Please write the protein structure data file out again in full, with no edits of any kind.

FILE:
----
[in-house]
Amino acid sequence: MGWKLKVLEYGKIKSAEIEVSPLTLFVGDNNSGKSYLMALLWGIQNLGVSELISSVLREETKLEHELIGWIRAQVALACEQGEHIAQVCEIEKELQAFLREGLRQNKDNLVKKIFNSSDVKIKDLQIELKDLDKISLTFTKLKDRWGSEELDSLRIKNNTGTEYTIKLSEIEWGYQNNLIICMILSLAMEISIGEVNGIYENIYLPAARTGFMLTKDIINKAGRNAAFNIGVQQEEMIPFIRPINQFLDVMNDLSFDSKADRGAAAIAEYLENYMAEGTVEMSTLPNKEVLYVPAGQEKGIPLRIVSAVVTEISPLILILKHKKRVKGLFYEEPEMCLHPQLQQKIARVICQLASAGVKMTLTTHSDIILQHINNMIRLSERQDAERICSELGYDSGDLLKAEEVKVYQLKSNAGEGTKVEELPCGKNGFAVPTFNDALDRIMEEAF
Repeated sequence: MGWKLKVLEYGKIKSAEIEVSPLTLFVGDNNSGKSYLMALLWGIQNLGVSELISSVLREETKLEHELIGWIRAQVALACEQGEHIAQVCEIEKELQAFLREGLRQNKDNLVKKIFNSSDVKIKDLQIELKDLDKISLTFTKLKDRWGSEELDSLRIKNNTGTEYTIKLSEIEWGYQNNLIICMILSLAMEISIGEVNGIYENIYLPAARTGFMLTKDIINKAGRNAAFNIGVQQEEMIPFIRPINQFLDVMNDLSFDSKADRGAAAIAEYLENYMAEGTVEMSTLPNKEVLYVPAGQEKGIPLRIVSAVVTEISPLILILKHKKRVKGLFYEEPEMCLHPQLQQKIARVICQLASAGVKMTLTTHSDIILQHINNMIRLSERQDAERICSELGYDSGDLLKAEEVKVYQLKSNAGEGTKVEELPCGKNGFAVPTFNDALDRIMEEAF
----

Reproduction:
[in-house]
Amino acid sequence: MGWKLKVLEYGKIKSAEIEVSPLTLFVGDNNSGKSYLMALLWGIQNLGVSELISSVLREETKLEHELIGWIRAQVALACEQGEHIAQVCEIEKELQAFLREGLRQNKDNLVKKIFNSSDVKIKDLQIELKDLDKISLTFTKLKDRWGSEELDSLRIKNNTGTEYTIKLSEIEWGYQNNLIICMILSLAMEISIGEVNGIYENIYLPAARTGFMLTKDIINKAGRNAAFNIGVQQEEMIPFIRPINQFLDVMNDLSFDSKADRGAAAIAEYLENYMAEGTVEMSTLPNKEVLYVPAGQEKGIPLRIVSAVVTEISPLILILKHKKRVKGLFYEEPEMCLHPQLQQKIARVICQLASAGVKMTLTTHSDIILQHINNMIRLSERQDAERICSELGYDSGDLLKAEEVKVYQLKSNAGEGTKVEELPCGKNGFAVPTFNDALDRIMEEAF
Repeated sequence: MGWKLKVLEYGKIKSAEIEVSPLTLFVGDNNSGKSYLMALLWGIQNLGVSELISSVLREETKLEHELIGWIRAQVALACEQGEHIAQVCEIEKELQAFLREGLRQNKDNLVKKIFNSSDVKIKDLQIELKDLDKISLTFTKLKDRWGSEELDSLRIKNNTGTEYTIKLSEIEWGYQNNLIICMILSLAMEISIGEVNGIYENIYLPAARTGFMLTKDIINKAGRNAAFNIGVQQEEMIPFIRPINQFLDVMNDLSFDSKADRGAAAIAEYLENYMAEGTVEMSTLPNKEVLYVPAGQEKGIPLRIVSAVVTEISPLILILKHKKRVKGLFYEEPEMCLHPQLQQKIARVICQLASAGVKMTLTTHSDIILQHINNMIRLSERQDAERICSELGYDSGDLLKAEEVKVYQLKSNAGEGTKVEELPCGKNGFAVPTFNDALDRIMEEAF